Greece elections

In times like these, the EU has far more dangerous adversaries than Syriza, says Patrick Cockburn
Holocaust Memorial Day: Nazi victims remembered as spectre of prejudice reappears

Holocaust Memorial Day

Nazi victims remembered as spectre of prejudice reappears over Europe
Fortitude and the Arctic attraction: Our fascination with the last great wilderness

Magnetic north

The Arctic has always exerted a pull, from Greek myth to new thriller Fortitude. Gerard Gilbert considers what's behind our fascination with the last great wilderness
Homeless Veterans appeal: Homeless in Wales can find inspiration from Daniel’s story

Homeless Veterans appeal

Homeless in Wales can find inspiration from Daniel’s story
Front National family feud? Marine Le Pen and her relatives clash over French far-right party's response to Paris terror attacks

Front National family feud?

Marine Le Pen and her relatives clash over French far-right party's response to Paris terror attacks
Pot of gold: tasting the world’s most expensive tea

Pot of gold

Tasting the world’s most expensive tea
10 best wildlife-watching experiences: From hen harriers to porpoises

From hen harriers to porpoises: 10 best wildlife-watching experiences

While many of Britain's birds have flown south for the winter, it's still a great time to get outside for a spot of twitching
Nick Easter: 'I don’t want just to hold tackle bags, I want to be out there'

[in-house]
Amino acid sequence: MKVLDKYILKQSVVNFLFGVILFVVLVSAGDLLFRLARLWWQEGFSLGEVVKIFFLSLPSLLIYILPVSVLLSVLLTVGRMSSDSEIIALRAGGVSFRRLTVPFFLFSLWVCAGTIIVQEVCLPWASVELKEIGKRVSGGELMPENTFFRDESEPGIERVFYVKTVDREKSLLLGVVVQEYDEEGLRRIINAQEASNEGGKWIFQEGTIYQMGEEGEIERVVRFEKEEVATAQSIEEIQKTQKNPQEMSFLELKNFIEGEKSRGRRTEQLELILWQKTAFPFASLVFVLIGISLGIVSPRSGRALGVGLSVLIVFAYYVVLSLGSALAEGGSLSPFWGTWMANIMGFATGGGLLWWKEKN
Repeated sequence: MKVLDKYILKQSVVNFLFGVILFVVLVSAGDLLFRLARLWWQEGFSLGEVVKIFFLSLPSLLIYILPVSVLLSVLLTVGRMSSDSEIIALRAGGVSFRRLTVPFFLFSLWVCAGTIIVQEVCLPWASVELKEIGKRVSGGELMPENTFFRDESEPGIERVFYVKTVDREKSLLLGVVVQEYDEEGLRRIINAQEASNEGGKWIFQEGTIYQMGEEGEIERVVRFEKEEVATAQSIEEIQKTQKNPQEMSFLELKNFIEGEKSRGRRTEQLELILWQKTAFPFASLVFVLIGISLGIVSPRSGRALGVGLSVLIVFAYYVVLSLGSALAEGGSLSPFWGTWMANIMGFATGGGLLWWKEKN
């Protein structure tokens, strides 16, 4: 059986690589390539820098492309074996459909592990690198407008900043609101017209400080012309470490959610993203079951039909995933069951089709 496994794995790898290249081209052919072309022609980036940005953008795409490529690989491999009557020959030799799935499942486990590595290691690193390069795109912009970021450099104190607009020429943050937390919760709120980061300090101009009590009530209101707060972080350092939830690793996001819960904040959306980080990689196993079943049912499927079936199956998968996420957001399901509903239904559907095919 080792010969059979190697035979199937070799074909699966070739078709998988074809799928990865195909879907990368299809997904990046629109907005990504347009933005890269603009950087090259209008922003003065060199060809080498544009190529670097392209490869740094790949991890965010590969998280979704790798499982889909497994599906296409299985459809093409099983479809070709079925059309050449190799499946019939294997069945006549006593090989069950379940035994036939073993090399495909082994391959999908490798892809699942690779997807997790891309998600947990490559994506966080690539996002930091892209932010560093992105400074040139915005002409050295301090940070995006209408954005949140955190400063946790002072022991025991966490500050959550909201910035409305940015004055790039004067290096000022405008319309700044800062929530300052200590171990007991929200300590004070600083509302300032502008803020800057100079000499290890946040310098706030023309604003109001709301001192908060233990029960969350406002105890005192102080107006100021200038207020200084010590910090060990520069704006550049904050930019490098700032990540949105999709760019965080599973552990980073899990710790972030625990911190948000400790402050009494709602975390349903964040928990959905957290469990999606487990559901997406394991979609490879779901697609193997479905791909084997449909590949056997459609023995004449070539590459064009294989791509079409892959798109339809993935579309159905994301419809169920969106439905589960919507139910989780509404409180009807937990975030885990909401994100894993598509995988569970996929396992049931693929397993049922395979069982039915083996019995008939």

'I don’t want just to hold tackle bags, I want to be out there'

Nick Easter targeting World Cup place after England recall
DSK, Dodo the Pimp, and the Carlton Hotel

The inside track on France's trial of the year

Dominique Strauss-Kahn, Dodo the Pimp, and the Carlton Hotel:
As provocative now as they ever were

Sarah Kane season

Why her plays are as provocative now as when they were written
Murder of Japanese hostage has grim echoes of a killing in Iraq 11 years ago

Murder of Japanese hostage has grim echoes of another killing

Japanese mood was against what was seen as irresponsible trips to a vicious war zone
Syria crisis: Celebrities call on David Cameron to take more refugees as one young mother tells of torture by Assad regime

Celebrities call on David Cameron to take more Syrian refugees

One young mother tells of torture by Assad regime
The enemy within: People who hear voices in their heads are being encouraged to talk back – with promising results

The enemy within

People who hear voices in their heads are being encouraged to talk back
'In Auschwitz you got used to anything'

'In Auschwitz you got used to anything'

Survivors of the Nazi concentration camp remember its horror, 70 years on
Autumn/winter menswear 2015: The uniforms that make up modern life come to the fore

Autumn/winter menswear 2015

The uniforms that make up modern life come to the fore